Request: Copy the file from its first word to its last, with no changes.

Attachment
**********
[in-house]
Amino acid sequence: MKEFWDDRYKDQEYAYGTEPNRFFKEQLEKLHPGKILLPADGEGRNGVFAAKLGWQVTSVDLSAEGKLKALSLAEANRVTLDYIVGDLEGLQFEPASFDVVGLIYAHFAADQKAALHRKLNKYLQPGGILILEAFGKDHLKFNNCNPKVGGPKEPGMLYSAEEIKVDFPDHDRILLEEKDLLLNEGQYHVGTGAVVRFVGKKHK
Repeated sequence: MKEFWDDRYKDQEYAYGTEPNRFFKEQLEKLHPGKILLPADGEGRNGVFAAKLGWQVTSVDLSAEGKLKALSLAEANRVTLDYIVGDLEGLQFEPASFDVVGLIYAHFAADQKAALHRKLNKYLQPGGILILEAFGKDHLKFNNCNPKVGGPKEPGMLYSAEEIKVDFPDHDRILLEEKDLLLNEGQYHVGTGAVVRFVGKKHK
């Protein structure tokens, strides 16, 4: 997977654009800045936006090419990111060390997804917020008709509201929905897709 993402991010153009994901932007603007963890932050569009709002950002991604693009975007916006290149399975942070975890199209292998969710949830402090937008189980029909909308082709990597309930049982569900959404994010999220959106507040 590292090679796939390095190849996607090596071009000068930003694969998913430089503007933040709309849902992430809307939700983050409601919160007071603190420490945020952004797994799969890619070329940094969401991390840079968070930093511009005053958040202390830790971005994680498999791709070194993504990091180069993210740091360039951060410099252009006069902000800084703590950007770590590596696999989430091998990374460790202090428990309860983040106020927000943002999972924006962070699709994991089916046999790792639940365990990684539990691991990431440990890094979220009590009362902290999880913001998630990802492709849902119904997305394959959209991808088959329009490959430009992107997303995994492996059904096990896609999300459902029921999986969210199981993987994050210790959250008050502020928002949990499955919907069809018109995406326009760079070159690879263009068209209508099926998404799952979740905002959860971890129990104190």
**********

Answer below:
[in-house]
Amino acid sequence: MKEFWDDRYKDQEYAYGTEPNRFFKEQLEKLHPGKILLPADGEGRNGVFAAKLGWQVTSVDLSAEGKLKALSLAEANRVTLDYIVGDLEGLQFEPASFDVVGLIYAHFAADQKAALHRKLNKYLQPGGILILEAFGKDHLKFNNCNPKVGGPKEPGMLYSAEEIKVDFPDHDRILLEEKDLLLNEGQYHVGTGAVVRFVGKKHK
Repeated sequence: MKEFWDDRYKDQEYAYGTEPNRFFKEQLEKLHPGKILLPADGEGRNGVFAAKLGWQVTSVDLSAEGKLKALSLAEANRVTLDYIVGDLEGLQFEPASFDVVGLIYAHFAADQKAALHRKLNKYLQPGGILILEAFGKDHLKFNNCNPKVGGPKEPGMLYSAEEIKVDFPDHDRILLEEKDLLLNEGQYHVGTGAVVRFVGKKHK
């Protein structure tokens, strides 16, 4: 997977654009800045936006090419990111060390997804917020008709509201929905897709 993402991010153009994901932007603007963890932050569009709002950002991604693009975007916006290149399975942070975890199209292998969710949830402090937008189980029909909308082709990597309930049982569900959404994010999220959106507040 590292090679796939390095190849996607090596071009000068930003694969998913430089503007933040709309849902992430809307939700983050409601919160007071603190420490945020952004797994799969890619070329940094969401991390840079968070930093511009005053958040202390830790971005994680498999791709070194993504990091180069993210740091360039951060410099252009006069902000800084703590950007770590590596696999989430091998990374460790202090428990309860983040106020927000943002999972924006962070699709994991089916046999790792639940365990990684539990691991990431440990890094979220009590009362902290999880913001998630990802492709849902119904997305394959959209991808088959329009490959430009992107997303995994492996059904096990896609999300459902029921999986969210199981993987994050210790959250008050502020928002949990499955919907069809018109995406326009760079070159690879263009068209209508099926998404799952979740905002959860971890129990104190």